Arlene Stepputat, 67, volunteers as a project manager for the nonprofit National Hospice and Palliative Care Organization’s End-of-Life Doula Advisory Council. The council’s Doula Grief Project, which offers free and confidential grief support services to those dealing with loss, grew out of the COVID-19 restrictions and the fact that most doulas couldn’t work in person with clients and families.

Experienced end-of-life doulas, trained in compassionate listening, provide one-hour telephone or videoconferencing sessions over four weeks as normal support systems continue to be taxed.

People who are considering the services of a death doula should ask plenty of questions, advises Stepputat, owner of Dying in Grace. “Interview that person like you would any other person you’d be making a contract with,” she says.

The National End-of-Life Doula Alliance offers an online state-by-state directory of doulas.

Some questions to ask a death doula are:

  • What is their experience?
  • What do they charge?
  • Where were they trained?
  • Why do they do this work?

Stepputat, who lives in Santa Barbara, California, was drawn to this occupation because of multiple losses: Four days before her 12th birthday, her father died in an accident; when Stepputat was 19, her girlfriend was murdered; and several street youths she worked with as a young adult died from suicide and other causes.

“Choose wisely because you are going to use this person in one of the most challenging times of your life,” Stepputat says. “It can also be one of the most sacred and beautiful times of your life. Creating a peaceful transition for someone you love is a gift.”

And the benefits of a doula-patient relationship go both ways, according to Terry Bonebrake, 58, of Grand Rapids, Michigan, a death doula who says she reaps rewards from her work.

“Anytime you do service work, your focus is on the other person, and yet you learn things you might not ever have known otherwise,” she notes. “What’s probably affected me the most is seeing how much every moment counts. This 60 minutes and the next 60 minutes will never be the same again.”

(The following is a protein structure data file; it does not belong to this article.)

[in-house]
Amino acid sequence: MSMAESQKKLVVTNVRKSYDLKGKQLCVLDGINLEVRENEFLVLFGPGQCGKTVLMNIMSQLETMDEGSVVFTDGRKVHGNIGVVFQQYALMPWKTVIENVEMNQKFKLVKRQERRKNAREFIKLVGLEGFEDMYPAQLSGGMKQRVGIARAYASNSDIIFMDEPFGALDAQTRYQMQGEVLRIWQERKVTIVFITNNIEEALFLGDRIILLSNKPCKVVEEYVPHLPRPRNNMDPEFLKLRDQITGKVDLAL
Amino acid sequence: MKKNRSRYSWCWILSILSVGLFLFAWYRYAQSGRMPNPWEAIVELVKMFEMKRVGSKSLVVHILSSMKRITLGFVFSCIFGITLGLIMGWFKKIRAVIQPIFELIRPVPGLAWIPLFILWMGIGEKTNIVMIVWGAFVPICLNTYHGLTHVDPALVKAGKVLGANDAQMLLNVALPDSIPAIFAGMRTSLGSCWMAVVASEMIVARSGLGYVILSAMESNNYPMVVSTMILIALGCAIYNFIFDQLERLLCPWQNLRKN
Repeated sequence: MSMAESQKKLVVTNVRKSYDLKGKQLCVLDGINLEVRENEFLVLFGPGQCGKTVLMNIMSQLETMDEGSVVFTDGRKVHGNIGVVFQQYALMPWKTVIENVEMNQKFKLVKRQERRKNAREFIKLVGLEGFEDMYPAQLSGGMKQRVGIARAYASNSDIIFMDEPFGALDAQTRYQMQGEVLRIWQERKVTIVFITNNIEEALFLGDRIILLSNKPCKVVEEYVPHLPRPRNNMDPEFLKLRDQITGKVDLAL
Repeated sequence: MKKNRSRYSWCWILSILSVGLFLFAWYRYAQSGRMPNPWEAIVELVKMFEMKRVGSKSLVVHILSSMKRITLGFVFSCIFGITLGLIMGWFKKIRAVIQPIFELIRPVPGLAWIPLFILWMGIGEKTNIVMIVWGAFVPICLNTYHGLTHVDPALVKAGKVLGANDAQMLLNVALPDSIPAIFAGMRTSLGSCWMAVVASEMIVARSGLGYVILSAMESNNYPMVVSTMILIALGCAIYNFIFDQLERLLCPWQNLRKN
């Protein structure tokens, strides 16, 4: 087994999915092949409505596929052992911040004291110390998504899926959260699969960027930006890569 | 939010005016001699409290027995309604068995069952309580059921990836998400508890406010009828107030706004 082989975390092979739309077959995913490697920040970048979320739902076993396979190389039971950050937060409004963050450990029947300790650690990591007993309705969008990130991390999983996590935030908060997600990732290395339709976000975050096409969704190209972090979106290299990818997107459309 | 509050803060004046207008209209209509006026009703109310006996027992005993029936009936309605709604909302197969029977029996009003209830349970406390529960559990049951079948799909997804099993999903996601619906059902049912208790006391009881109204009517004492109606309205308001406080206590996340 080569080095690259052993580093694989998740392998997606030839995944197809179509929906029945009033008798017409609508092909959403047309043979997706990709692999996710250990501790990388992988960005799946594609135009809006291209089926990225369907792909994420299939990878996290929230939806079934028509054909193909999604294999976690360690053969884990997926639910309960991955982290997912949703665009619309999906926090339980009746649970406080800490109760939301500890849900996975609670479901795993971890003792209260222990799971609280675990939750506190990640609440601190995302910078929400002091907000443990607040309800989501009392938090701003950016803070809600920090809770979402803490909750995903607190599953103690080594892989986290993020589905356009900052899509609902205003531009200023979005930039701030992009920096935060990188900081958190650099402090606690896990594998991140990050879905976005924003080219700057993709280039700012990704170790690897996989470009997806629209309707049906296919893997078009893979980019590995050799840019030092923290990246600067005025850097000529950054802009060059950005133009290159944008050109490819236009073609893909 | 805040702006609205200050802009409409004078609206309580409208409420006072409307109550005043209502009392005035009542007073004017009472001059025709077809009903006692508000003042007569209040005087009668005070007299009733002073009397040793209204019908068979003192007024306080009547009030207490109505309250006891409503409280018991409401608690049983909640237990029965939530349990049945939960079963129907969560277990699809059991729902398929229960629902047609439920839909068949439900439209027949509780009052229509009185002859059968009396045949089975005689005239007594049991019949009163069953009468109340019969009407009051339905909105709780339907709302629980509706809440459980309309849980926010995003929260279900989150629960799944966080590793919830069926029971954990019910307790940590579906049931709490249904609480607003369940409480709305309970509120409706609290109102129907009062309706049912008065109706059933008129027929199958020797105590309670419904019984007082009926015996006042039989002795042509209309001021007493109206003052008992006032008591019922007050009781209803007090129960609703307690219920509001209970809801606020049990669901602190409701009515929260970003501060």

What do death doulas do?

Doulas “inform, support and guide, rather than advise or do,” explains Merilynne Rush, who offers end-of-life doula training, mentoring and certification through her consultancy, The Dying Year. Rush says end-of-life doulas can:

  • Help form a circle of support and find tasks for those who want to help.
  • Conduct a life review: Record stories, make a video or write letters to loved ones for future occasions.
  • Provide hands-on nonmedical comfort, such as guided imagery, breathing and relaxation techniques, hand massage and essential oil therapy
  • Sit bedside so family and caregivers can rest.
  • Pray; meditate.
  • Offer active listening.
  • Share information about local resources, like hospice and palliative care.
  • Prepare meals and do light housework.
  • Discuss wishes for end-of-life care (advance care planning).
  • Help arrange for (or keep) vigil during active dying.
  • Share information about home funerals, green burials and body care after death.
  • Offer grief support and ongoing visits after the death.

Complete Article HERE!

Medicalizing My Grief

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A classmate of mine committed suicide a few weeks ago. Though I’ve heard the harrowing statistics about physician and trainee suicide rates, to be honest, I never expected to personally encounter such a tragedy. The small classes at my medical school allow for a strong sense of community in which we all know each other, celebrate important life milestones, and happily reconnect when we’re together after clinical rotations scatter us throughout the hospital.

In some ways, I can’t help but wonder if the inevitable dispersion during rotations played a role in his distress. We spend much of our preclinical time leaning on our classmates as we collectively attempt to master the intricacies of medicine; oftentimes, they are the first to offer words of encouragement after exams don’t go our way, kindly explain concepts that weren’t clear the first time around, or simply provide companionship over an afternoon cup of coffee. However, during rotations, the medical school experience becomes much more isolating — joining teams often as the lone medical student, left to your own devices to navigate not only clinical challenges, but also the awkward and complicated hierarchies universally found in medical training. When considering the additional isolation that comes with social distancing due to the current pandemic, I can only begin to imagine the suffering my classmate must have been experiencing.